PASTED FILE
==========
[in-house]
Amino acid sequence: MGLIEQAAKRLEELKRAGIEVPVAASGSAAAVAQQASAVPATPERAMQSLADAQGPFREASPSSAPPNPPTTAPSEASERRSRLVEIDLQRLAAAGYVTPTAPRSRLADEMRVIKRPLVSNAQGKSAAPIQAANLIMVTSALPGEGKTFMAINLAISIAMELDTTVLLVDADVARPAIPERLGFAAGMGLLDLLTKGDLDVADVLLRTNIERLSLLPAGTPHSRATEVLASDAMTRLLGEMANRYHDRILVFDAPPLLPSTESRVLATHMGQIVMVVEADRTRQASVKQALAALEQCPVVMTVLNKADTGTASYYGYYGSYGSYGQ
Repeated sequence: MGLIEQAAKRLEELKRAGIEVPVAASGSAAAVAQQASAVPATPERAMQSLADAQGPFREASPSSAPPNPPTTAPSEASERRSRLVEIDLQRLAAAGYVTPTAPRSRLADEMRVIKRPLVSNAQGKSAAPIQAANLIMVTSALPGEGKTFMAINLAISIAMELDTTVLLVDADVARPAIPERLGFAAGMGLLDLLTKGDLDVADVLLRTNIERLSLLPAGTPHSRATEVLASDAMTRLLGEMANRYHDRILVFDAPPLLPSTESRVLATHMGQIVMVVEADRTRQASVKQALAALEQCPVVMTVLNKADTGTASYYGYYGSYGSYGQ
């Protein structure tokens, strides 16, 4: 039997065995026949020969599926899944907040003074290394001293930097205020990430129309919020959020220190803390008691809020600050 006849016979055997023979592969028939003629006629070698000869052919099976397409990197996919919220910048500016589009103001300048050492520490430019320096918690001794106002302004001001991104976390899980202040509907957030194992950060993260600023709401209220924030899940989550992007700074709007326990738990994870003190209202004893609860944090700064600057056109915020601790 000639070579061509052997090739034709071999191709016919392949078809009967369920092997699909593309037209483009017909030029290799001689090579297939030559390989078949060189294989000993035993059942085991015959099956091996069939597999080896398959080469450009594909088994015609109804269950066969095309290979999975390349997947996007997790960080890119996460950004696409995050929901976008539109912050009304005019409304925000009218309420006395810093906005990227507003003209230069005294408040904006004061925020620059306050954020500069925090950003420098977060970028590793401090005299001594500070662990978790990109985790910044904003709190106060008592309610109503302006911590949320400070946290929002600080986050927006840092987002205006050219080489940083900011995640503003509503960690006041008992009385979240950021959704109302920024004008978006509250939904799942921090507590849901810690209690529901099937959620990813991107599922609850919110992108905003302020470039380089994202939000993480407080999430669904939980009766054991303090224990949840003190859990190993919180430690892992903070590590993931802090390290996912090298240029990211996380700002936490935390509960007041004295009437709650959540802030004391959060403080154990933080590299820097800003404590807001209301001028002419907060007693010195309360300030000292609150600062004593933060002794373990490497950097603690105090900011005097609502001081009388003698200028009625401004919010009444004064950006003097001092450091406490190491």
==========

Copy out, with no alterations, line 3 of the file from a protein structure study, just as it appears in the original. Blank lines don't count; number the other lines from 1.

Repeated sequence: MGLIEQAAKRLEELKRAGIEVPVAASGSAAAVAQQASAVPATPERAMQSLADAQGPFREASPSSAPPNPPTTAPSEASERRSRLVEIDLQRLAAAGYVTPTAPRSRLADEMRVIKRPLVSNAQGKSAAPIQAANLIMVTSALPGEGKTFMAINLAISIAMELDTTVLLVDADVARPAIPERLGFAAGMGLLDLLTKGDLDVADVLLRTNIERLSLLPAGTPHSRATEVLASDAMTRLLGEMANRYHDRILVFDAPPLLPSTESRVLATHMGQIVMVVEADRTRQASVKQALAALEQCPVVMTVLNKADTGTASYYGYYGSYGSYGQ